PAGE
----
Men in Minn. ISIS case seek leniency; prosecutors recommend sentences

Updated: 10:15 p.m. | Posted: 6:03 p.m.

Federal prosecutors are recommending decades-long prison sentences for three young Somali-American men convicted of trying to join ISIS — and up to 15 years for their friends who pleaded guilty to the terror charges.

An alleged leader of the group, Guled Omar, would receive 40 years in prison if a federal judge agrees with the recommendation from the government. Prosecutors said such a sentence would be appropriate to provide fair punishment and to deter others from joining foreign terrorist groups.

"Several men from Minnesota have died in Syria as a result of the conspiracy of which defendant Guled Omar was a part," prosecutors said in a court document. "The defendant has demonstrated a total lack of remorse and responsibility for his crimes."

Prosecutors are also suggesting 30-year sentences for Mohamed Farah and Abdirahman Daud, who were convicted along with Omar in June. A judge could sentence the three men to up to life in prison.

The recommendations, filed in court late Thursday by Minnesota U.S. Attorney Andrew Luger's office, come at the same time defendants are making the case for leniency as their sentencing dates draw near.

In court documents filed this week, some apologized for their actions and detailed their radicalization and eventual break from violent ideology.

Among the documents is a letter from Hanad Musse, a young Minneapolis man who pleaded guilty to conspiring with his friends to join ISIS, to the judge who'll decide his fate.

Written from the Sherburne County jail, Musse wrote that he now renounces terrorism and is deeply sorry for his actions.

When he was 19, Musse was one of four young men who took a Greyhound bus from Minneapolis to New York in November 2014 hoping to fly overseas and eventually join ISIS. Federal agents intercepted them at John F. Kennedy International Airport and prevented them from flying out.

In the recent court record, Musse detailed how, even as a strong student and loving son, he became vulnerable to terror recruitment. He said when he was in high school, he relocated to Boston after his mother was diagnosed with cancer and then followed her to Kenya. Musse said he felt adrift there and those feelings continued after his return to Minnesota.

But it wasn't until he stumbled upon a Facebook video of a bombing in Syria that Musse said he became attracted to ISIS out of a desire to protect the Syrian people. He tried to leave the United States twice.

He said he now recognizes he was "stupid and blind" to believe that.

Musse faces up to 15 years in prison, but he's asking federal district Judge Michael Davis to consider a sentence of six years. Another man in the conspiracy, Abdullahi Yusuf, is requesting supervised release — meaning no additional prison time. He pleaded guilty in February 2015 and has been in counseling and rehabilitation with the nonprofit Heartland Democracy.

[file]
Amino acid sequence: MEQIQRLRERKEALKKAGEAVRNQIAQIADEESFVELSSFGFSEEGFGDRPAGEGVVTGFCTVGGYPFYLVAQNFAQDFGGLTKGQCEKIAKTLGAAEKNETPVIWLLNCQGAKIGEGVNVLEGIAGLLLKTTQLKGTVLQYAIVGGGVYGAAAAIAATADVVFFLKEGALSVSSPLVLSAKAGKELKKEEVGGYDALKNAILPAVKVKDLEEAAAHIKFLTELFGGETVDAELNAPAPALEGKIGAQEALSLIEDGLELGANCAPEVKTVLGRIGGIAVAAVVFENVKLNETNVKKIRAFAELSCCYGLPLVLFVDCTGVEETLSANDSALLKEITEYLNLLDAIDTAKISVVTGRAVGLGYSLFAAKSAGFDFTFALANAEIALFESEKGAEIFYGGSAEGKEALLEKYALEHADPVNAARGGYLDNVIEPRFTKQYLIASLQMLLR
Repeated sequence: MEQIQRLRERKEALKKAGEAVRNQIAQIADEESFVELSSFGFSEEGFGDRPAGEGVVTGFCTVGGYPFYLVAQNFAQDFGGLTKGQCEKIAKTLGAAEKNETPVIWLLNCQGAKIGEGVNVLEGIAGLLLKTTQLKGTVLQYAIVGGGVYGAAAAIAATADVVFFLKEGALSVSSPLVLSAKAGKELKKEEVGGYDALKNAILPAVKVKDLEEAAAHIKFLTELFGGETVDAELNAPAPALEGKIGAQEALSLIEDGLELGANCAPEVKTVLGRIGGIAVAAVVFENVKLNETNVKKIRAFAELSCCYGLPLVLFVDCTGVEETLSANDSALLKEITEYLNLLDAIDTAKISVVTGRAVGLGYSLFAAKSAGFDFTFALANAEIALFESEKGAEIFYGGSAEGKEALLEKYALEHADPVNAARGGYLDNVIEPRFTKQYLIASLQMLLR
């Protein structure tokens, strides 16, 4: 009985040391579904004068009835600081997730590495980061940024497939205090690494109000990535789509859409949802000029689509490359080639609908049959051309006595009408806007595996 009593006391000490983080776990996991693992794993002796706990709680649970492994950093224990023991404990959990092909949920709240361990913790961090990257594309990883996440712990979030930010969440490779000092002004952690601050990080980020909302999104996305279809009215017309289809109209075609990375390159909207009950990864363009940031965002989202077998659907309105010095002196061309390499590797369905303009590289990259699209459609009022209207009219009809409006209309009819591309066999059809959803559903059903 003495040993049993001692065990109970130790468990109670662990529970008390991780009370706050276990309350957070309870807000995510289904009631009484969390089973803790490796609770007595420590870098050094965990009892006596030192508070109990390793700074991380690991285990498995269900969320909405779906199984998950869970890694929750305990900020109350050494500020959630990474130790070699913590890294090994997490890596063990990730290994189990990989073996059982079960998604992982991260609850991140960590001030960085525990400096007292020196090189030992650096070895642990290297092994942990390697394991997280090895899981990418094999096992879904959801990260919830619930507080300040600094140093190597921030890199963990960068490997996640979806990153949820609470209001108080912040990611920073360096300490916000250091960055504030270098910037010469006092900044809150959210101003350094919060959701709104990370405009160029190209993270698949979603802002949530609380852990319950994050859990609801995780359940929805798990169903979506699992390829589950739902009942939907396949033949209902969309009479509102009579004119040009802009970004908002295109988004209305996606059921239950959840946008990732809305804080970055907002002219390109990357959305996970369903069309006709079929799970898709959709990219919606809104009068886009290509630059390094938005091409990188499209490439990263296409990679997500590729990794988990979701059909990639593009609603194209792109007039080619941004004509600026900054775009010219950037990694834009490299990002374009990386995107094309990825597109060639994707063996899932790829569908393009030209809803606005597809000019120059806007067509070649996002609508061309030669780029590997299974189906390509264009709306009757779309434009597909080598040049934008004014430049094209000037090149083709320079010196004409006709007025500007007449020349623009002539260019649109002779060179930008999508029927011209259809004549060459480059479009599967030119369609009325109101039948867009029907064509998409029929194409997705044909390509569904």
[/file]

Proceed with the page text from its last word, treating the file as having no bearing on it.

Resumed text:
In a brief filed Thursday, replete with childhood pictures of Yusuf and his family, his lawyers said he was searching for a sense of belonging and purpose when he became "entranced" by ISIS. Torn between two worlds, he felt there was no hope for him in the United States, wrote attorneys Manny Atwal and Jean Brandl.

"In reflecting back, he realizes he also wanted meaning in his life," Yusuf's attorneys said. "He wanted to belong to something important, to matter, to make a difference. His recruiters recognized this desire and offered him excitement, adventure, meaning, and belonging."

Yusuf was one of three men in the conspiracy — including an FBI informant — who testified against his peers at trial. Prosecutors acknowledged Yusuf's cooperation in the case and are recommending a prison sentence of 3.5 years.

The other defendant who pleaded guilty and testified at trial, Abdirizak Warsame, requested serving 18 months or less. His lawyer, Robert Sicoli, mentioned Warsame's public denouncement of ISIS in a "60 Minutes" interview — an arrangement sought by U.S. Attorney Luger as he tries to build the government's fight against violent extremism.

Prosecutors recommended a sentence of 4.5 years for Warsame.

Omar, who faces the stiffest recommended sentence of 40 years, is seeking 15 years or less. His lawyer noted that Omar tried to plead guilty to the charge of conspiring to help ISIS, similar to arrangements struck for his friends in the conspiracy. But prosecutors rejected Omar's requests for a plea deal.

"Omar's involvement is no more worrisome than many of his fellow Defendants who, due to more favorable plea negotiations, face significantly shorter sentences," wrote Omar's attorney, Glenn Bruder. "A Defendant's future should not be so dramatically affected by the Government's charging and plea negotiating decisions."

Davis will have a tough job after reading the dueling recommendations from the defendants and the government, said Seamus Hughes, deputy director of the Program on Extremism at George Washington University in Washington, D.C.

"You get a sense of remorse," Hughes said of the writings from the defendants. "You have to make a determination as a judge, 'How much of a penalty does this deserve? How much punishment is enough for a 19-year-old individual to decide to join a terrorist organization?' It's not an easy decision."

Sentencing for the nine men is scheduled for Nov. 14-16.

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